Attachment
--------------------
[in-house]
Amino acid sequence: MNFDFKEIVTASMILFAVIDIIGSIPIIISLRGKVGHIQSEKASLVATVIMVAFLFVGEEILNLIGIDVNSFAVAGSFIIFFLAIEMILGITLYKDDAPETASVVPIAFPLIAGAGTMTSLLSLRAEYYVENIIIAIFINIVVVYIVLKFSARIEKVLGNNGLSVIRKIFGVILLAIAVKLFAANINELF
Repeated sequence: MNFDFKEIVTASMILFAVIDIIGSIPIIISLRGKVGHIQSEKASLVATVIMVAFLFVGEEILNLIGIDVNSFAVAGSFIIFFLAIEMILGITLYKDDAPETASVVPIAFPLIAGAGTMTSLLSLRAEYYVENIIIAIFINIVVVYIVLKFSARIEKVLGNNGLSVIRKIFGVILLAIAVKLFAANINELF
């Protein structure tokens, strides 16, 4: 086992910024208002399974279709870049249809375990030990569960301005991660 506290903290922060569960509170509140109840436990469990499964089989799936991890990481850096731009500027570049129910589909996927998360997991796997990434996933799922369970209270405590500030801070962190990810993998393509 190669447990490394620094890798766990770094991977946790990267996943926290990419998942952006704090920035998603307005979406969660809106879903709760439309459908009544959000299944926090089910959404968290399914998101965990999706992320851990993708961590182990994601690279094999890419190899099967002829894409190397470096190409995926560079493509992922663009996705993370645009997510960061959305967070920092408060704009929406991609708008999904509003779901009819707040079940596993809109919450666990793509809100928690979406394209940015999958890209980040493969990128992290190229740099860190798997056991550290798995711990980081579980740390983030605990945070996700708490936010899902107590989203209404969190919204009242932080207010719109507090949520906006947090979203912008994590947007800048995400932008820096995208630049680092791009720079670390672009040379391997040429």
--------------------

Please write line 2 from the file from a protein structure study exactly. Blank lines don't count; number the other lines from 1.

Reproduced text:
Amino acid sequence: MNFDFKEIVTASMILFAVIDIIGSIPIIISLRGKVGHIQSEKASLVATVIMVAFLFVGEEILNLIGIDVNSFAVAGSFIIFFLAIEMILGITLYKDDAPETASVVPIAFPLIAGAGTMTSLLSLRAEYYVENIIIAIFINIVVVYIVLKFSARIEKVLGNNGLSVIRKIFGVILLAIAVKLFAANINELF